Indie Discovery: TerraTech

Today is a good day. Today, I finally built a working plane in TerraTech. Granted, it didn’t fly for long, but it did take off. Taking off is the hardest part. Landing is easy. TOO easy.

TerraTech Screenshot 3

Disclaimer – this is not MY plane. My plane was a lot less well designed.

TerraTech is . . . well, currently it’s actually difficult to say what it is. According to the developers website, it aims to be a game about planetary exploration, resource consumption and domination. Right now, it feels more like robot-wars … and that’s not a bad thing.

Taking on the role of a prospector for the Survey and Prospecting Program (SAP), it’s up to you to check out a recently discovered exo-planet and harvest whatever resources you can find. Starting off as a humble SAP on a shoestring budget, you’ll have to seek out and refine the planet’s natural assets to build up your base and strengthen your fleet, all while defending your turf from all sides. New vehicle parts and weapons can be scavenged from other prospectors or built from the minerals and resources you find, and by researching new technologies or buying new blueprints you can further boost your fleet’s capabilities. – TerraTech Website

TerraTech, the debut title from UK Indie Developer Payload Studios, aims to be something different to the usual Minecraft-inspired open world resource gathering games. There is the promise of an almost RTS-like 3rd Person base-building game where crazy, player-built machines rumble or fly across the landscape, consuming resources and destroying each other.

TerraTech Screenshot 1

Sod it, fire EVERYWHERE.

The demo available at the time of writing is a prototype meant to show exactly what potential the player-designed vehicle component has. SPOILER: there’s a lot of potential.

You are given a single cockpit, and a set of wheels and a machine gun, and from there you must destroy randomly generated hostile vehicles and scavenge new parts from their wreckage. It’s very easy to understand; chassis pieces are all cubes and cuboids of various sizes, and accessories range from wheels to laser guns, mining bores and massive booster-rockets.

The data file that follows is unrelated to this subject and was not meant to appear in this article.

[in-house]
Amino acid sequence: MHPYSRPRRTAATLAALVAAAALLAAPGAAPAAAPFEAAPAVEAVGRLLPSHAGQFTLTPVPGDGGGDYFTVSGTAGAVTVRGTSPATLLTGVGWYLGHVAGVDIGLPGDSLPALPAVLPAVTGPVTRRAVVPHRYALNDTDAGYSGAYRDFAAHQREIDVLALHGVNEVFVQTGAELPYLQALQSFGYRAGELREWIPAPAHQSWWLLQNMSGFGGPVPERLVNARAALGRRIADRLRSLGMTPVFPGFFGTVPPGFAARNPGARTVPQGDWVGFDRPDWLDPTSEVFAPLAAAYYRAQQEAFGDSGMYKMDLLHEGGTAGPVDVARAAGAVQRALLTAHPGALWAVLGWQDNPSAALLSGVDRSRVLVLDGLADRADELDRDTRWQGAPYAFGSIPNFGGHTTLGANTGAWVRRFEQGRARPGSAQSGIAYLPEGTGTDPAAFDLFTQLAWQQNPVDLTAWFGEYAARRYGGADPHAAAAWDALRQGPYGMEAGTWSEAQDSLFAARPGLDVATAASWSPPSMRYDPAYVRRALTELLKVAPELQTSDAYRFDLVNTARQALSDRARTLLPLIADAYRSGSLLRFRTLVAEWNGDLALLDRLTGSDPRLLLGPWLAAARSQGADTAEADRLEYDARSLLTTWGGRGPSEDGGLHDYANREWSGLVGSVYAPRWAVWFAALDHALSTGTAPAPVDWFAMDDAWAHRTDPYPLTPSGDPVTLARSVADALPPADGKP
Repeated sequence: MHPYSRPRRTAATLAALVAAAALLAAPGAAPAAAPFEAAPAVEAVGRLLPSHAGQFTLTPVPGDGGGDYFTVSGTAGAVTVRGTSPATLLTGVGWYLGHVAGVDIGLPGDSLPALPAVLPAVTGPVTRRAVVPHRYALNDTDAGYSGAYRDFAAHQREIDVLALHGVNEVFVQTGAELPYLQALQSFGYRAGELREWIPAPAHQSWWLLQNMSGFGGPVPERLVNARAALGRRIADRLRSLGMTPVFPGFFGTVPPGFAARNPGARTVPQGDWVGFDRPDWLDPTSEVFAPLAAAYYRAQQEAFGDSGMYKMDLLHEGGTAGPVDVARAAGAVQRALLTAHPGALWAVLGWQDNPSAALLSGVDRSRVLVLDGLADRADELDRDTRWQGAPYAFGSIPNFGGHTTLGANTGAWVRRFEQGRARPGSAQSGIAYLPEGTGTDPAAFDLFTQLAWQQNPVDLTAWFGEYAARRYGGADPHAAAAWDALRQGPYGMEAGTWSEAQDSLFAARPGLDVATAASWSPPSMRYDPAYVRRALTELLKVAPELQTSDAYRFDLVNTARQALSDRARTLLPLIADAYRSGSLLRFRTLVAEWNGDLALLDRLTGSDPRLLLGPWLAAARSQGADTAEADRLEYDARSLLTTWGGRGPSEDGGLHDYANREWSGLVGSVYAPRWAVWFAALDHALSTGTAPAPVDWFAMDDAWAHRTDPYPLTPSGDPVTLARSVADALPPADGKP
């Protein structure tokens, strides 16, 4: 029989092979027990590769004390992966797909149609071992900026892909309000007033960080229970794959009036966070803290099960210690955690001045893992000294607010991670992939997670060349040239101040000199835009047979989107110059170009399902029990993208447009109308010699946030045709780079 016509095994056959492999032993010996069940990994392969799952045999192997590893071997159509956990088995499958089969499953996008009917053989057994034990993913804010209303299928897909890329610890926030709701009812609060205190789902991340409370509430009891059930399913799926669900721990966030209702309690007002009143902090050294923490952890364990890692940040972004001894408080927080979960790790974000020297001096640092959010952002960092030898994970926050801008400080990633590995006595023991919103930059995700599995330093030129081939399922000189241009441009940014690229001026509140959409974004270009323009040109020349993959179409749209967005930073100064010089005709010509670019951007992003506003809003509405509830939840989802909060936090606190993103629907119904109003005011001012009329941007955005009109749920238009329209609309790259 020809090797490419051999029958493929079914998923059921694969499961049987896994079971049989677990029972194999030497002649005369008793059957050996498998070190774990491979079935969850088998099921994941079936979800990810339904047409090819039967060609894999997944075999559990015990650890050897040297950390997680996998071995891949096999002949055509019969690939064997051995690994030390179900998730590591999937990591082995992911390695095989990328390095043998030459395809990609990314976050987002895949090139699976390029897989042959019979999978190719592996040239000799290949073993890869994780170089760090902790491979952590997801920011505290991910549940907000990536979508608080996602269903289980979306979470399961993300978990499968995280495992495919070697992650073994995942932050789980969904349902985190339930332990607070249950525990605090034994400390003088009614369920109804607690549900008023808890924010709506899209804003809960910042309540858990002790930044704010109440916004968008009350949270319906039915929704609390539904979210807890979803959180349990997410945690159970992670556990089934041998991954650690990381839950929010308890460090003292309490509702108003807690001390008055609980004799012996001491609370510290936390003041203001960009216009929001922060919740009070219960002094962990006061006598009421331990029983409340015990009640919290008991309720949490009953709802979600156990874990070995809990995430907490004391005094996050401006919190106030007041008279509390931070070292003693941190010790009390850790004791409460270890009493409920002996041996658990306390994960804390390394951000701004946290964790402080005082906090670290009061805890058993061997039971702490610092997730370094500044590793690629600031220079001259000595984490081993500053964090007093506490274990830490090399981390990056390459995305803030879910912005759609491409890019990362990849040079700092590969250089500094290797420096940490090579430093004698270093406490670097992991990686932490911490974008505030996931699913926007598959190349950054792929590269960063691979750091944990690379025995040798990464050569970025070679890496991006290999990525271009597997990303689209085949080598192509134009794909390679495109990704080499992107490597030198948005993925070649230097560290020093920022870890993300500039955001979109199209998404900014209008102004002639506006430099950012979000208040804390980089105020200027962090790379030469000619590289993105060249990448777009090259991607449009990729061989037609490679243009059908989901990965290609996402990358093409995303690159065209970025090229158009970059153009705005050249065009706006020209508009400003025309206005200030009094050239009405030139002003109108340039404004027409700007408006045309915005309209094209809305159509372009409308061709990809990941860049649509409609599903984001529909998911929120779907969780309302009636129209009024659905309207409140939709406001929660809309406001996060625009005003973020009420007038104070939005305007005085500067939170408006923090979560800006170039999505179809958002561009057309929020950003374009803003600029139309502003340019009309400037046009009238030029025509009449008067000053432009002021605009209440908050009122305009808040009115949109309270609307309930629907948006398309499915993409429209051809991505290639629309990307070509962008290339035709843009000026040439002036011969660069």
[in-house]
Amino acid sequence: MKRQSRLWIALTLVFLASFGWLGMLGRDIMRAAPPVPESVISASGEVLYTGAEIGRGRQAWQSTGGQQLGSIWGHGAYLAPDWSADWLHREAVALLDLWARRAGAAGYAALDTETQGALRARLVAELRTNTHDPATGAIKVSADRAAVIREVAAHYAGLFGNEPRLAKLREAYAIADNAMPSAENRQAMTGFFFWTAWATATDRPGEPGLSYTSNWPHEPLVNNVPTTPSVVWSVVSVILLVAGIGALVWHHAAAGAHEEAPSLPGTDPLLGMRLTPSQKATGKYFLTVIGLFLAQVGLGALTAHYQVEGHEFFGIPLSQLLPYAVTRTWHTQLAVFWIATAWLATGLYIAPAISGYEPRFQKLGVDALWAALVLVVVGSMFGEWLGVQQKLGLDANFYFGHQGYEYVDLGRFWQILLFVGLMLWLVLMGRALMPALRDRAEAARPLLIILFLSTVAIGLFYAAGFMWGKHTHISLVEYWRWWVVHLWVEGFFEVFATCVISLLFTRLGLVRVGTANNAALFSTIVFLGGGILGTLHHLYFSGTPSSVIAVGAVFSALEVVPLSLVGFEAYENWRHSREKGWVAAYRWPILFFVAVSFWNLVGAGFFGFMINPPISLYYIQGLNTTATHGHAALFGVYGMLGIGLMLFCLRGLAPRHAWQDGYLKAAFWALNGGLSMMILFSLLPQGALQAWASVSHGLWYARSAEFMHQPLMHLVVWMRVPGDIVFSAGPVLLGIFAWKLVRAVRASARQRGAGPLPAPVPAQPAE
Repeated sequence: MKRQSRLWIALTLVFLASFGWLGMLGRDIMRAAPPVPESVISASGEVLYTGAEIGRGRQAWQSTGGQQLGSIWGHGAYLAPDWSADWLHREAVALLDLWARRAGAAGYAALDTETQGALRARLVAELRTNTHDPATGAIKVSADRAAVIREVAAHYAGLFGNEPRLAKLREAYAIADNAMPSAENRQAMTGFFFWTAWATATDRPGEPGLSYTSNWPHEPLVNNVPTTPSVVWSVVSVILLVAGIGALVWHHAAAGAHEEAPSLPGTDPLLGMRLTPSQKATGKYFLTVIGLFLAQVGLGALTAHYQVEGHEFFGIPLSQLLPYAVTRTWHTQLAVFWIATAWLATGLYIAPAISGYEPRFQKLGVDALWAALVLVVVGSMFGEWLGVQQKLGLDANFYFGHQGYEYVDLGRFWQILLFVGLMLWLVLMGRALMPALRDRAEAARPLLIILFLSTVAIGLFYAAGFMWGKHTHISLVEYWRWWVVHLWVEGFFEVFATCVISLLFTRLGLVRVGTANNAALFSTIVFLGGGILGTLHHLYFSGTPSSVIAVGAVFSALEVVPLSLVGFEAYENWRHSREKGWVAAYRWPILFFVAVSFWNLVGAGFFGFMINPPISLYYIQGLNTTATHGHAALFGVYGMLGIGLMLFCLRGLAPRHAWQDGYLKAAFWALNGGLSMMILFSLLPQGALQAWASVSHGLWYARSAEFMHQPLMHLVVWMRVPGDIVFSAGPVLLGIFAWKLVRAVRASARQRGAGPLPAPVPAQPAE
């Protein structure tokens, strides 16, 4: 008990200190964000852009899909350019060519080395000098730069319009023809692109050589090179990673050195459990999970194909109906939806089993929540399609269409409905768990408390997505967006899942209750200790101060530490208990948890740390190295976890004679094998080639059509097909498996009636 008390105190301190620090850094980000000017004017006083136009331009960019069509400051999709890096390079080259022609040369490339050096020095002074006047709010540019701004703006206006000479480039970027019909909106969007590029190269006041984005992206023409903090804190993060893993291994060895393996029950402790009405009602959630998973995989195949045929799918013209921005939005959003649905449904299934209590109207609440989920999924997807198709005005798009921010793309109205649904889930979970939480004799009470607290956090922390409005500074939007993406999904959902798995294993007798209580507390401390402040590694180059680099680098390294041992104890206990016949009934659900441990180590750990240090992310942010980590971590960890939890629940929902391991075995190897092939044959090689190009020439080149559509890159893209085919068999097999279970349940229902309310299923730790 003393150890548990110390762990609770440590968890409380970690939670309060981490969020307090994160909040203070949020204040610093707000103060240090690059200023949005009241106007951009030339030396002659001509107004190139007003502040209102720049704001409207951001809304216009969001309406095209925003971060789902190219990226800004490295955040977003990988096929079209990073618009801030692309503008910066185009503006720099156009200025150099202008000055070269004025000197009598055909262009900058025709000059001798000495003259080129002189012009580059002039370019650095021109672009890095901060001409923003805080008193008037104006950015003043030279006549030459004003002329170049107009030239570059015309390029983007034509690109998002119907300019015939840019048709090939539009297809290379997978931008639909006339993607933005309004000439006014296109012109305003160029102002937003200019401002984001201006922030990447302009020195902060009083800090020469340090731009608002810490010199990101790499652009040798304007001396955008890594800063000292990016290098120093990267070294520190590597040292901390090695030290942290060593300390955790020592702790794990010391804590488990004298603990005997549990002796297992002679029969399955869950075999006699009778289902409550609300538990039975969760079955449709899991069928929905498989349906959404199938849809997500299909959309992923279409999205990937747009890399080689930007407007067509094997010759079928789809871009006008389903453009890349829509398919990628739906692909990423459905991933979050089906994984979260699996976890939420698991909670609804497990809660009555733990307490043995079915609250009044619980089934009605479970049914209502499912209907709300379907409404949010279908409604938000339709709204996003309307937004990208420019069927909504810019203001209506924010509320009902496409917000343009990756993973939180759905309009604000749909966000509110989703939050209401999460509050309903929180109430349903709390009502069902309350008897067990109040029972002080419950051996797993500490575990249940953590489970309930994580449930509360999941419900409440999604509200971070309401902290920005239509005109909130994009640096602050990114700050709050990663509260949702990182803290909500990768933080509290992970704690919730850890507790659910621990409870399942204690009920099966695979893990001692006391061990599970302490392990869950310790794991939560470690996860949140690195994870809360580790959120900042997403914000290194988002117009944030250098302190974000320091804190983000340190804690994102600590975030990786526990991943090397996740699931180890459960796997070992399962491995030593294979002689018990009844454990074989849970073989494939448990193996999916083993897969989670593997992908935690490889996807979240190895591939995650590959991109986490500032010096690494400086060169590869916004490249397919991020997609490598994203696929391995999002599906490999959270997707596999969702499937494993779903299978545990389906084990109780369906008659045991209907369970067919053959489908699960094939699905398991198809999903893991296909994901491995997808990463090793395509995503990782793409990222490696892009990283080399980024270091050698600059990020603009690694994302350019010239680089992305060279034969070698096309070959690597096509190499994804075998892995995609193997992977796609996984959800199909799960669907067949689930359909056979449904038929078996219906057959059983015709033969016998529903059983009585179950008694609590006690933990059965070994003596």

TerraTech Screenshot 4


The main demo spawns pairs of hostile vehicles continually, all of which are randomly generated from the game’s list of vehicle parts. As you destroy more of these vehicles you’ll scavenge more parts for your own creation, which in turn prompts larger, tougher enemies to spwan. The progression is quite nice, and the freedom to design your vehicle how you want is incredibly rewarding, even at this early stage.

One of my early vehicles was basically just a wall of forward-facing lasers, with a rotating cannon on top for finishing off enemy cockpits that my un-targeted lasers couldn’t hit. Very little has yet to survive it’s full frontal assault.

TerraTech Screenshot 6


And you know what the most interesting part about this whole thing is so far? The ability to take a screenshot of your current vehicle and share it with your friends.

What, that didn’t sound that interesting? Well what if I said that each screenshot also contains data which will allow you friends to load that vehicle into their own game and take it for a ride. A simple, elegant way of sharing blueprints with friends.

TerraTech is a highly promising game; if the base-building mechanics are well implemented and hostile challenges expanded upon, TerraTech could be an outstanding, creative action game. As it stands, the demo available now is a must play if only to get a taste for the vehicle designing process.

TerraTech has a demo available for free download right now. It’s playable on Windows & Mac, with Linux and Multiplayer support coming later on in the game’s development.

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The developers are also seeking Kickstarter funding for TerraTech. We’ll add a link to the Kickstarter page here once it goes live.

TerraTech Screenshot 2



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